A controversial figure whose influence spanned international foreign affairs in the twentieth century
“Henry Kissinger was a colossus who bestrode a century: He shaped politics like no other statesman, and the world wouldn’t be in such a perilous state if more followed his wise and ruthlessly pragmatic approach”, claims one of his many biographers.
At the same time, his detractors contend that he was a symbol of dangerous neo-imperialism, stating that US support for violent Cold War nationalist groups amid proxy wars with the Soviet Union, such as Unita in Angola or later, the Contras in Nicaragua, and Washington’s propping up of the worst kind of African and Middle Eastern dictators – because it supposedly suited US geopolitical interests – were policies that owed much to Kissinger’s thinking.
East Timorese leaders claimed that under Kissinger’s direction, the US gave a green light to the 1975 Indonesian invasion of the island, which ushered in a 24-year brutal occupation by the Suharto dictatorship. This was a desperate time featured in my novel A Flyblown Solution.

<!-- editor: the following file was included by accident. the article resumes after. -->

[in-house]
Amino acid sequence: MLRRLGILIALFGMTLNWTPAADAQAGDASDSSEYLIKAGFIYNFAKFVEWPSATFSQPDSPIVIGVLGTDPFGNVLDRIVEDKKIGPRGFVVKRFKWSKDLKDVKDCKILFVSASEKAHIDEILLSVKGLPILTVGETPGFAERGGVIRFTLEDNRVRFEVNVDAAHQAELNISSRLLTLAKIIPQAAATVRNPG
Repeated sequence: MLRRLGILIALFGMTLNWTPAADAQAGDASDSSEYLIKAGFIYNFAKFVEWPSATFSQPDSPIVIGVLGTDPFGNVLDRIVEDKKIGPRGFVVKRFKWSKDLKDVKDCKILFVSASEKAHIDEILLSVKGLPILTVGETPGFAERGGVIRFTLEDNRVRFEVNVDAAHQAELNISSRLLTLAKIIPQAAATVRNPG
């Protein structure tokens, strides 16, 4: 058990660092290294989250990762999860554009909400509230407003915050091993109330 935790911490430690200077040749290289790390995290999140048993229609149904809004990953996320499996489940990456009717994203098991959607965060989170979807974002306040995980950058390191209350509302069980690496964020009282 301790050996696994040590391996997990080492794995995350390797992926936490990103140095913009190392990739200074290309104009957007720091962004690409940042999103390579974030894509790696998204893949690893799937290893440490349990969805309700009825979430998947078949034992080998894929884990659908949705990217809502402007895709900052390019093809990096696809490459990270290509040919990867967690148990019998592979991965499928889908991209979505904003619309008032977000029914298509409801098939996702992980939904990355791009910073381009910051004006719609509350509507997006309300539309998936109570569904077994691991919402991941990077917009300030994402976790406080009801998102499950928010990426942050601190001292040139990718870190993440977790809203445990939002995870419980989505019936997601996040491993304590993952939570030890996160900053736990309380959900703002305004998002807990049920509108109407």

Kissinger bragged about the illegal flow of weapons to the Indonesian government. “The illegal we do immediately, the unconstitutional takes a bit longer,” he boasted. The brutal occupation cost the lives of hundreds of thousands of Timorese civilians.
President Ford and Kissinger gave President Suharto their approval for the assault of East Timor at a meeting in Jakarta on 6 December 1975, the day before the invasion. The details of the meeting are contained in a “secret memorandum” from the US State Department.